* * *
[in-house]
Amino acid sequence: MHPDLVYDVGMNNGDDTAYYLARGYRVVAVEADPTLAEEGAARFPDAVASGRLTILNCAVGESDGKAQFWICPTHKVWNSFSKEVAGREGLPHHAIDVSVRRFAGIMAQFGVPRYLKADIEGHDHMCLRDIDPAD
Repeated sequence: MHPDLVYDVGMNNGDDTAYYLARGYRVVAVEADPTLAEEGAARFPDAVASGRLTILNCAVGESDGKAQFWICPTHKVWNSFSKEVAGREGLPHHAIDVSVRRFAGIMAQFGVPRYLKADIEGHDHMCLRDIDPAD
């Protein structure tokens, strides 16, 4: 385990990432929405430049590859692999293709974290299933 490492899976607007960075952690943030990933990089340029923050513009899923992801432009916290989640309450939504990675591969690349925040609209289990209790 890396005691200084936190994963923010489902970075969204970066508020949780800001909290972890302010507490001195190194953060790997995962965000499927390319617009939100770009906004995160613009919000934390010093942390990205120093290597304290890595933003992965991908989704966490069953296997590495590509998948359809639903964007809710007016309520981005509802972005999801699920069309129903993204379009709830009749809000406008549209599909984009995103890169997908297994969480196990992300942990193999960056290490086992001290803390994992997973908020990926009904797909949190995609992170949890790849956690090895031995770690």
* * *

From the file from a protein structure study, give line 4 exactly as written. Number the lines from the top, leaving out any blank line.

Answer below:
């Protein structure tokens, strides 16, 4: 385990990432929405430049590859692999293709974290299933 490492899976607007960075952690943030990933990089340029923050513009899923992801432009916290989640309450939504990675591969690349925040609209289990209790 890396005691200084936190994963923010489902970075969204970066508020949780800001909290972890302010507490001195190194953060790997995962965000499927390319617009939100770009906004995160613009919000934390010093942390990205120093290597304290890595933003992965991908989704966490069953296997590495590509998948359809639903964007809710007016309520981005509802972005999801699920069309129903993204379009709830009749809000406008549209599909984009995103890169997908297994969480196990992300942990193999960056290490086992001290803390994992997973908020990926009904797909949190995609992170949890790849956690090895031995770690």